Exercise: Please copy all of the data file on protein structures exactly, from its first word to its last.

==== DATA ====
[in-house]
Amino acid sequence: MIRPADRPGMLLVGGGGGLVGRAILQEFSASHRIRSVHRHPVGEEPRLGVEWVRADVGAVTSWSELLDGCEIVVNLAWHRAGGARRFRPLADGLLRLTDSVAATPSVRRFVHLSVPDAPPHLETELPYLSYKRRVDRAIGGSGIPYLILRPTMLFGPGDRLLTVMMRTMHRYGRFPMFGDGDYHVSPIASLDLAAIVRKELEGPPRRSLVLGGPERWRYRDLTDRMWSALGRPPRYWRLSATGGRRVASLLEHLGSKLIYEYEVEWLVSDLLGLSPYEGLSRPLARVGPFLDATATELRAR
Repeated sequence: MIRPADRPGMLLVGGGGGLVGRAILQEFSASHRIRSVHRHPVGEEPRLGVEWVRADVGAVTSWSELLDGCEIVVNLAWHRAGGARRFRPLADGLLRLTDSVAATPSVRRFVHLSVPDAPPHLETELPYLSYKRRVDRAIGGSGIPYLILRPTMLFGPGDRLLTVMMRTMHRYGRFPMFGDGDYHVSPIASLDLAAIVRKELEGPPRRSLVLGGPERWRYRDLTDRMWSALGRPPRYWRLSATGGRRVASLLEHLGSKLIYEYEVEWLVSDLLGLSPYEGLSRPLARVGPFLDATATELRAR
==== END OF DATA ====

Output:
[in-house]
Amino acid sequence: MIRPADRPGMLLVGGGGGLVGRAILQEFSASHRIRSVHRHPVGEEPRLGVEWVRADVGAVTSWSELLDGCEIVVNLAWHRAGGARRFRPLADGLLRLTDSVAATPSVRRFVHLSVPDAPPHLETELPYLSYKRRVDRAIGGSGIPYLILRPTMLFGPGDRLLTVMMRTMHRYGRFPMFGDGDYHVSPIASLDLAAIVRKELEGPPRRSLVLGGPERWRYRDLTDRMWSALGRPPRYWRLSATGGRRVASLLEHLGSKLIYEYEVEWLVSDLLGLSPYEGLSRPLARVGPFLDATATELRAR
Repeated sequence: MIRPADRPGMLLVGGGGGLVGRAILQEFSASHRIRSVHRHPVGEEPRLGVEWVRADVGAVTSWSELLDGCEIVVNLAWHRAGGARRFRPLADGLLRLTDSVAATPSVRRFVHLSVPDAPPHLETELPYLSYKRRVDRAIGGSGIPYLILRPTMLFGPGDRLLTVMMRTMHRYGRFPMFGDGDYHVSPIASLDLAAIVRKELEGPPRRSLVLGGPERWRYRDLTDRMWSALGRPPRYWRLSATGGRRVASLLEHLGSKLIYEYEVEWLVSDLLGLSPYEGLSRPLARVGPFLDATATELRAR